LAS VEGAS, Nev. — Tuskegee Airmen, Inc., held a youth lunch at the Las Vegas Hotel and Casino, Aug. 2, in an effort to share past experiences and provide mentorship for youth in and around the Las Vegas area.
The Tuskegee Airmen are the men who enlisted in the U.S. Army Air Corps and became America’s first black military Airmen.
Those men were sent to the Tuskegee Army Air Field, Ala., to complete the Army Air Corps pilot training. The “Tuskegee Experiment”, as it was called, was conducted by the U.S. War Department and the Army Air Corps from 1941 – 1946 to determine if African-Americans could fly.
The youth lunch event was part of the 41st Annual Tuskegee Airmen, Inc., National Convention. This year’s convention was held in Las Vegas in conjunction with the International Black Aerospace Council member’s co-convention. Children from Las Vegas, Tuskegee Airmen and Air Reserve Command Airmen filled the Las Vegas Hotel and Casino event room for lunch and listened to key note speakers and International Black Aviators Convention members.
“I think it’s very important to reach back to our youth because our youth are our future,” said Maj. Terry Troutman, Air Force Reserve Command plans and programs officer. “Events like this, I think, are a vehicle to get the information out [about past and present happenings]. There’s a lot of information out there.”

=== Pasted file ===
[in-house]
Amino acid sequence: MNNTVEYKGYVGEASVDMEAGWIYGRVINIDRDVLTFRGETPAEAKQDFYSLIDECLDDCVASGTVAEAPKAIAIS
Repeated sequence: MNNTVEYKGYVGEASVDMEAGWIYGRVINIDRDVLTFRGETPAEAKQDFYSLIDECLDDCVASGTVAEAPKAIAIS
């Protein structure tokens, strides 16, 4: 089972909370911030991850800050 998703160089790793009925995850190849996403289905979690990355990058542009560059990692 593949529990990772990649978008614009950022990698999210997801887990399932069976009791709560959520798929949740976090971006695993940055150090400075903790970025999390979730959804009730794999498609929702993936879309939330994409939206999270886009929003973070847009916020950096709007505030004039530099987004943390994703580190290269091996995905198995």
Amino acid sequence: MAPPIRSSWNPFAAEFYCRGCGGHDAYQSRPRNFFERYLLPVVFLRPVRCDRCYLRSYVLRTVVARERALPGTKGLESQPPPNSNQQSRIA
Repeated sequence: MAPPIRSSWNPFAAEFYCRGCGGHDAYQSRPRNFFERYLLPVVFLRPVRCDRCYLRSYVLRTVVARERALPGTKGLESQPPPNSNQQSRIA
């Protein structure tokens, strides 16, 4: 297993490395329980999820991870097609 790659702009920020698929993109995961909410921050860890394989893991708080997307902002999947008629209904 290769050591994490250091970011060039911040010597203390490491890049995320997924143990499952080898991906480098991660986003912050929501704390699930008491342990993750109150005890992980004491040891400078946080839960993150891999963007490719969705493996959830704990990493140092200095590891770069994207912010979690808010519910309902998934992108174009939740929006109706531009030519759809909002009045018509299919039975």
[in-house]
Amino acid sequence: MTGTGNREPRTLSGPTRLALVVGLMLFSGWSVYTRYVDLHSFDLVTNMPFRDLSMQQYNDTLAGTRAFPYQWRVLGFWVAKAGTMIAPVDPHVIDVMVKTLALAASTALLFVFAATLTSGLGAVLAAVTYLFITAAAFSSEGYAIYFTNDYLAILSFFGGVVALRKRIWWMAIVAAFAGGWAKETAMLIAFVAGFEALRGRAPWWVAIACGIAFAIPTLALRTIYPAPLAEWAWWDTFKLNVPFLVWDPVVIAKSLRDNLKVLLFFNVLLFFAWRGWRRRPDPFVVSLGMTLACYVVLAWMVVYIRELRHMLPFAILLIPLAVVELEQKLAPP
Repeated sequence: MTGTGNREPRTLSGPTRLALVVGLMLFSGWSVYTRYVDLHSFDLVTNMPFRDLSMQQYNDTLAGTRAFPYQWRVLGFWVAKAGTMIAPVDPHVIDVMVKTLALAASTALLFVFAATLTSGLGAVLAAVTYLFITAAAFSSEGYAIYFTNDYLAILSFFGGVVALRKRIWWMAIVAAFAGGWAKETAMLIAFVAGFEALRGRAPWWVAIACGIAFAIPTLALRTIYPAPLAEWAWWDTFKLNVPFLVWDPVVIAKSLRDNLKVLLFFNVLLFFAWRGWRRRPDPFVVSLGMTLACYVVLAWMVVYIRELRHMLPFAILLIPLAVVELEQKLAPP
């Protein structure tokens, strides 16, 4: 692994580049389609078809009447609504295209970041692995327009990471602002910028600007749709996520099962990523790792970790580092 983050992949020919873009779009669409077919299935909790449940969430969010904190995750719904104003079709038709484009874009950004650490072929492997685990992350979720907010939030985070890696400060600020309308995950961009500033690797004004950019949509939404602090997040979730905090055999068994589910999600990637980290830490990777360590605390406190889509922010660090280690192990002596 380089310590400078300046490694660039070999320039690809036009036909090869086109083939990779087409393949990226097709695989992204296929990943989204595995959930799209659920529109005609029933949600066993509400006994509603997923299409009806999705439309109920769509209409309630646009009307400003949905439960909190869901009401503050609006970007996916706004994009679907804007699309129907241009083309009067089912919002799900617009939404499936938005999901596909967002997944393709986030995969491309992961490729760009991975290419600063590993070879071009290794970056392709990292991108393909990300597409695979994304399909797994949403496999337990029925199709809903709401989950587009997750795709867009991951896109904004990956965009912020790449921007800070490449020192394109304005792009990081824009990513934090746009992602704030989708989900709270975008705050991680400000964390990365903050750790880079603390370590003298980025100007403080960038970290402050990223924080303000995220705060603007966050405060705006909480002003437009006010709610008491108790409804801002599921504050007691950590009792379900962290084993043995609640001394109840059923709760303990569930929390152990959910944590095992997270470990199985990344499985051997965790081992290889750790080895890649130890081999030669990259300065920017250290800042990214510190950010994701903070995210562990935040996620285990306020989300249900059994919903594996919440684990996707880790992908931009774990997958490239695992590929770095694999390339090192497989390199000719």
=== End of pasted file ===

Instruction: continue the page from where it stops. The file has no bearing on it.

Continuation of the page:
The convention, and lunch, afforded those involved the opportunity to share knowledge and a common history, with the goal of bettering their future. The IBAC’s slogan for the convention — “Honoring Our Past – Ensuring Our Future” — reflects the goals of the convention.
Keeping those goals in mind, the event key note speakers discussed inspiration, leadership, and what it takes to make it in society today.
“There are so many people here honoring so many legends and true heroes,” said Larry Jemison, Tuskegee graduate and key note speaker. “When we’re talking about honoring our past and ensuring our future, it’s important for our young folks to understand what our past was. It means understanding the past. It means telling them that 50, 60 years ago we were stripped of a lot of the freedoms and opportunities that we thought should have been afforded to us.”
Jemison said while events like this were a great step in educating youth today, it still impresses him to see children researching their past.
“I love to see the young students come up and speak about Bessie Coleman [The first African American female pilot] and the effects that she had on aviation because it means they’ve researched,” Jemison said. “They’ve found out what it really takes to persevere, even when somebody else doesn’t want you to succeed.”
Jemison said the Tuskegee Airmen’s past stands as an example to everyone to always demonstrate bravery, intelligence, skill and patriotism.
Some of the Tuskegee Airmen’s accomplishments included, but were not limited to, flying more than 1,200 missions, totaling 112 aerial victories during World War II, and being awarded 96 Distinguished Flying Crosses.